Family buries Minnesota sailor lost in Pearl Harbor attack

Memorial was held for Kenneth Holm, a Pearl Harbor Navy Fireman 3rd class.
Blair Holm, nephew of Navy Fireman 3rd Class Kenneth Holm salutes his uncle after his remains were found 75 years after he was killed.
Maria Alejandra Cardona | MPR News

Navy Fireman 3rd Class Kenneth Holm was aboard the USS Oklahoma during the 1941 attack on Pearl Harbor.

The 29-year-old from Clarkfield was among the servicemen unaccounted for after Japanese torpedoes sunk the battleship, resulting in 429 deaths.

By 2008, his family members found they couldn't wait any longer.

"We had a memorial service in Clarkfield," said Blair Holm, a Marine and Holm's nephew, adding his family didn't think Holm's remains would ever be returned.

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Memorial was held for Kenneth Holm, a Pearl Harbor Navy Fireman 3rd class.
More than 75 years after he was killed in a Japanese attack of his battleship in Pearl Harbor, Holm's family finally had closure.
Maria Alejandra Cardona | MPR News

But almost 75 years to the date Holm was killed, his family got news he had been identified.

"The call came to me on December 6 of last year, and it just blew me away," Blair Holm said. "After I got off the phone, I just sat there and thought, finally."

The sailor returned home Wednesday. Blair Holm and a dozen family members attended a full-military honor funeral at Fort Snelling National Cemetery.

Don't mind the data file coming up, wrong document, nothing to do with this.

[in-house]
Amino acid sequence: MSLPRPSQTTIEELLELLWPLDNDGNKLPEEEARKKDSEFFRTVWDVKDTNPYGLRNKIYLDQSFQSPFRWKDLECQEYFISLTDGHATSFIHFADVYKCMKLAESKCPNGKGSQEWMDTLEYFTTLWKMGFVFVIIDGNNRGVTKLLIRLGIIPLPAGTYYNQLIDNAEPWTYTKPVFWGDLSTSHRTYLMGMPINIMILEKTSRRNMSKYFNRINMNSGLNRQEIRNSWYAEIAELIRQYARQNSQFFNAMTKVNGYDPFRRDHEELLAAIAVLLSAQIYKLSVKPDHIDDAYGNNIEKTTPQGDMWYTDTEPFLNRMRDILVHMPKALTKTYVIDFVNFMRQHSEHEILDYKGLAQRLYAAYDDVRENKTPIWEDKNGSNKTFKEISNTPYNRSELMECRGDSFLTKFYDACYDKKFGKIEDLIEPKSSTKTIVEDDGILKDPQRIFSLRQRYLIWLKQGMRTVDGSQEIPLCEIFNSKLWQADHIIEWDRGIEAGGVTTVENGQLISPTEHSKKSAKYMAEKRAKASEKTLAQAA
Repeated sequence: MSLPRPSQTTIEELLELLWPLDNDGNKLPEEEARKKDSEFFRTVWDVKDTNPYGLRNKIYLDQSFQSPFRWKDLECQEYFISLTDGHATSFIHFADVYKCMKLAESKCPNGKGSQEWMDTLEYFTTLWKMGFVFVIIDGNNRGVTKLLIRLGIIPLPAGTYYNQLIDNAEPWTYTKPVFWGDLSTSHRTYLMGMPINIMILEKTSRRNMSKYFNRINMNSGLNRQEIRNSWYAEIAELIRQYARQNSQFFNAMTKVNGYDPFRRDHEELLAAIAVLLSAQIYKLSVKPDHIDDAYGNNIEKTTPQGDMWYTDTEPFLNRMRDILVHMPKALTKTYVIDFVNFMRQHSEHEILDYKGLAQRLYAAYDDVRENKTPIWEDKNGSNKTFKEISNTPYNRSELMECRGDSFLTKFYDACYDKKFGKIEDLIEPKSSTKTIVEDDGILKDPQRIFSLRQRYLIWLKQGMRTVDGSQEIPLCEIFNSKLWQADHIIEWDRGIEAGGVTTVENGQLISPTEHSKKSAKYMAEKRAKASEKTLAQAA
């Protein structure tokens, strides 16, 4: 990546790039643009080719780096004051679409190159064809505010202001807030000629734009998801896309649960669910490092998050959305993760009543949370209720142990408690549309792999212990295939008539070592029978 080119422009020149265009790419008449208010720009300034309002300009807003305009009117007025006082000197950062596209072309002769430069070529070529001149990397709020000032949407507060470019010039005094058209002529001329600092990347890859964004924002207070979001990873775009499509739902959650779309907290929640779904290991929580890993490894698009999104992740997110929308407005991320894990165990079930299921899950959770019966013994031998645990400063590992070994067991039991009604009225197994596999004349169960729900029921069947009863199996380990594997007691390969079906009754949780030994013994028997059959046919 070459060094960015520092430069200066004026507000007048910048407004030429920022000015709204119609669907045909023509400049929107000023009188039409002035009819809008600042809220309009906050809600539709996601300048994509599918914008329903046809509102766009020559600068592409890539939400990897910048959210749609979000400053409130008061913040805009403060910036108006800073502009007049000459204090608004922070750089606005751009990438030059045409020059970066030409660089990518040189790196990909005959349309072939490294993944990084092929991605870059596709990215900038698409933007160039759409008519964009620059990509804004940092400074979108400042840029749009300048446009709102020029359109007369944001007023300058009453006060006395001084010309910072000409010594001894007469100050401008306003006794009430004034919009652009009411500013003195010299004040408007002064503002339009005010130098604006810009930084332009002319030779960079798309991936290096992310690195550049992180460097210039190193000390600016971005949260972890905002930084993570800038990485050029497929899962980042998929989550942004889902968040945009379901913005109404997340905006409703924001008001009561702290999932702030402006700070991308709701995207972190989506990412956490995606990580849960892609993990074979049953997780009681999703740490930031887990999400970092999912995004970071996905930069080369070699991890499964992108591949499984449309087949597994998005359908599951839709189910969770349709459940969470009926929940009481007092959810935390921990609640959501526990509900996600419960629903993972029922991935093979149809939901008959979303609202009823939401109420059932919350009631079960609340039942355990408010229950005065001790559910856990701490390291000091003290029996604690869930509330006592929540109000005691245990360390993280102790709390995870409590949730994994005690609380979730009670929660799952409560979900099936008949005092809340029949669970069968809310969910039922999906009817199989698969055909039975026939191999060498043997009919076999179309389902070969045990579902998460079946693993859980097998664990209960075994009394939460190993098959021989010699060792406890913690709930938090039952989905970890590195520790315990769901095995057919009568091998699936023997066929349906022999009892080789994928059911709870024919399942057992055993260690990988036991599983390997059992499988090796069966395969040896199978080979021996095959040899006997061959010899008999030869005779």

"It's exhilarating and sad. It's taken this long to get to this day," said Holm. Now 81, he was 5 when his uncle was killed.

Memorial was held for Kenneth Holm, a Pearl Harbor Navy Fireman 3rd class.
Navy sailors hold the U.S. flag over Holm's casket.
Maria Alejandra Cardona | MPR News

"When the Oklahoma sank and he was aboard, my grandparents — his mom and dad — held out hope that he'd be on shore leave or some place, that he would still be alive," Holm said. "And they went to their graves five years later, still thinking that thought. This is for them as well."

Kenneth Holm's unidentified remains were buried at the National Memorial Cemetery of the Pacific. In 2015, the Department of Defense announced it would exhume USS Oklahoma servicemen and attempt to find out who they were through DNA analysis.

John Knapp, deputy director at Fort Snelling National Cemetery, said repatriation services, have increased in recent years at the cemetery because of the improved technology.

Holm is one of at least three serviceman killed on the USS Oklahoma whose remains were identified and returned to Minnesota this year.

"The least we can do is provide the most dignified, honorable service for these heroes, now that they've finally been identified, to bring them home to be among their comrades, among their peers, and for their families to be able to visit them," Knapp said.

In a proclamation, Gov. Mark Dayton declared it "Kenneth Holm Day" in Minnesota. Blair Holm, a Brainerd native, is well-versed in the full military honor services. He's a member of a military funeral detail at Riverside National Cemetery in California, where he lives. The service for his uncle made him think of other families who are still waiting.

"Our wish as a family is that people who have a relative that hasn't been identified not give up hope, but keep trying and pestering somebody to get the DNA testing done," he said.